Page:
A "Pivotal Year" in AIG's History
In the 2012 letter to AIG shareholders, CEO Robert Benmosche asserted that 2012 was "a year that I know will go down in AIG history as a pivotal year."
It's yet another bold statement from the brash Benmosche. But it's also hard to argue with.
Big picture: 2012 was the year that the U.S. government finished selling its direct ownership stake in AIG. It was also the year that the insurer drastically rejiggered its business and balance sheet, with moves that included selling its remaining ownership in AIA, and 90% of its aircraft-financing business. And, with the release of fourth-quarter results, it's also a year that the company shouldered one of the U.S.'s worst natural disasters, and still eked out an operating profit from its combined insurance businesses.
To be sure, the fourth quarter results didn't look terribly pretty thanks to the hit from Superstorm Sandy. However, the results do largely show the continuation of most of the positive trends that make Benmosche think that this could be AIG's "pivotal year."
Drilling down, there are at least three things that investors should focus in on and listen for in tomorrow's conference call.
Pricing. In the earnings press release, AIG said that its property and casualty business was "benefiting from positive rate trends." That should be music to investors' ears. We've heard stirrings of better pricing in the insurance market after the years' long soft market conditions, so it's nice to hear that the trend is continuing.
Insurance improvement. Excluding the hit from Sandy, we can spot improvements in both of AIG's major insurance business lines. Since the investment thesis for AIG rests on the idea that these core businesses are actually worth owning, we need to not only see current improvements, but be confident that future improvements are also in the cards.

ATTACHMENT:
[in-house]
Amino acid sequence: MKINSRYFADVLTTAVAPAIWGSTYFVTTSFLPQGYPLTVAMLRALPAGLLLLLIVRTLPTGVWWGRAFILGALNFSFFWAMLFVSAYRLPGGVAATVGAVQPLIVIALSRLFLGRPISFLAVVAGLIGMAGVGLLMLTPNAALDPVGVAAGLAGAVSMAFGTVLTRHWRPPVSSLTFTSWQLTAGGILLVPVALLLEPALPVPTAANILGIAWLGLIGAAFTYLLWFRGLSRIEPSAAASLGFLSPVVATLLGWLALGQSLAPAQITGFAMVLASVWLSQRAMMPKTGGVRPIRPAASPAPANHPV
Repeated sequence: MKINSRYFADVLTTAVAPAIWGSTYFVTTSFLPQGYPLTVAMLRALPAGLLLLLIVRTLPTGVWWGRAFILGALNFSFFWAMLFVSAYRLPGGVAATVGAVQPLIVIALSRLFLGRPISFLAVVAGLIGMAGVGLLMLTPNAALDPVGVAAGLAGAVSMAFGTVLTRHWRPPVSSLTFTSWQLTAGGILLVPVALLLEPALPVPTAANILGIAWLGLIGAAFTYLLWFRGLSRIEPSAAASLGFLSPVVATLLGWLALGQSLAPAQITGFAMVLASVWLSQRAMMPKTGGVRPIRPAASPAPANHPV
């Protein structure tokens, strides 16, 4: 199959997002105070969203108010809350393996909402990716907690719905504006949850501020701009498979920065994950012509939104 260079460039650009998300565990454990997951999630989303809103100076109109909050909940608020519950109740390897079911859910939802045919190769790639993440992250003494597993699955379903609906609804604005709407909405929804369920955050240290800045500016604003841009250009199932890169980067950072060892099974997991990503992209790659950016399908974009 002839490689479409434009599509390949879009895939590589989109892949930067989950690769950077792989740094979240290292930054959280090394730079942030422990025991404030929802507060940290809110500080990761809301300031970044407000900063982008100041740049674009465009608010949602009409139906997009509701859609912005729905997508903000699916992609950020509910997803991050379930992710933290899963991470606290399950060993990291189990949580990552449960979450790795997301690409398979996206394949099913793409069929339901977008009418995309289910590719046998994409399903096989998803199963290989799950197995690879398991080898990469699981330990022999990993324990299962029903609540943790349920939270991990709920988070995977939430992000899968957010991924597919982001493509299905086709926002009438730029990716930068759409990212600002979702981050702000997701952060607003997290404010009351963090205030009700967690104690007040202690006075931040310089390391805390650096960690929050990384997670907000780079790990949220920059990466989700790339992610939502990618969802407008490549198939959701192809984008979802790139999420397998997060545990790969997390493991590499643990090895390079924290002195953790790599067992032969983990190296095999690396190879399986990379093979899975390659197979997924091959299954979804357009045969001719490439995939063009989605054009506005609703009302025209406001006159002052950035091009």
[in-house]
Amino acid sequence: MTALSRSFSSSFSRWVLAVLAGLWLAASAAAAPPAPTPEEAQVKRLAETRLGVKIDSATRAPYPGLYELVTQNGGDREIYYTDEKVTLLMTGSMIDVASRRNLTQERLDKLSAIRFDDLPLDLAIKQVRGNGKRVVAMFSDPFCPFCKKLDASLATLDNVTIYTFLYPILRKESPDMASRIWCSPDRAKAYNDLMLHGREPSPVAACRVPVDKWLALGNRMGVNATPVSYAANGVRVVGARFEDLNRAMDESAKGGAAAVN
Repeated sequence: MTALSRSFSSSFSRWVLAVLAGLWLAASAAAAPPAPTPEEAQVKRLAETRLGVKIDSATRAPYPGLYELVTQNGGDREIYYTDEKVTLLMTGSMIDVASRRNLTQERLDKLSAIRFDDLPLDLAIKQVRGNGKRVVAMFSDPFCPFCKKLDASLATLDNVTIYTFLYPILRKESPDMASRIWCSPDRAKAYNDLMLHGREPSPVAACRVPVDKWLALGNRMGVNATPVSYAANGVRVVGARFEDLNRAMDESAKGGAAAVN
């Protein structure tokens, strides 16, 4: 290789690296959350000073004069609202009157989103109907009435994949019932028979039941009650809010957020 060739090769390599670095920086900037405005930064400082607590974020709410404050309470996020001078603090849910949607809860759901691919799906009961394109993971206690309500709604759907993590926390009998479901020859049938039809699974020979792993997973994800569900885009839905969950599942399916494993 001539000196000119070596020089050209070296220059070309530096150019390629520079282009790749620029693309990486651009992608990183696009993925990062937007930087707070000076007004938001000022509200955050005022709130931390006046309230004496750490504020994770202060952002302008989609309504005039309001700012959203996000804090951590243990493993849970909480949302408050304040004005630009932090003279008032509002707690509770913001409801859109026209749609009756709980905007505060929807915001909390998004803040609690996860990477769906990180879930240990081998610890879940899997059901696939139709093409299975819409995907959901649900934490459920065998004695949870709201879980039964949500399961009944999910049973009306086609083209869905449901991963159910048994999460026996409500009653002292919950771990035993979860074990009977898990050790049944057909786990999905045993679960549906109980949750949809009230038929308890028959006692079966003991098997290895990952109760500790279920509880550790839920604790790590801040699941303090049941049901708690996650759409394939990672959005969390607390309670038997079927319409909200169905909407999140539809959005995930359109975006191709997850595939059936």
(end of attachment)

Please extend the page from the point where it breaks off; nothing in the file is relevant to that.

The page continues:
And yet, some concerns. If there were some positives to be seen in the P&C and life/retirement insurance segments, there were also some data points to be concerned about. The company is still seeing higher losses on prior years' policies and operating costs -- particularly on the P&C side -- continue to rise. There could be a silver lining on both. While the prior-year loss experience suggests that underwriting may have been too lax in the past, a more conservative approach today could mean better results in the future. And, as far as operating costs, if the company is tweaking its model and business mix, that can lead to short-term costs on the way to longer-term benefit.
Based on recent AIG conference calls, there's good reason to believe we'll get additional color on all of the above during the call. While that'll be helpful in understanding the specifics of the fourth quarter, I think it's also worthwhile for investors to step back and appreciate the progress AIG notched during all of 2012.
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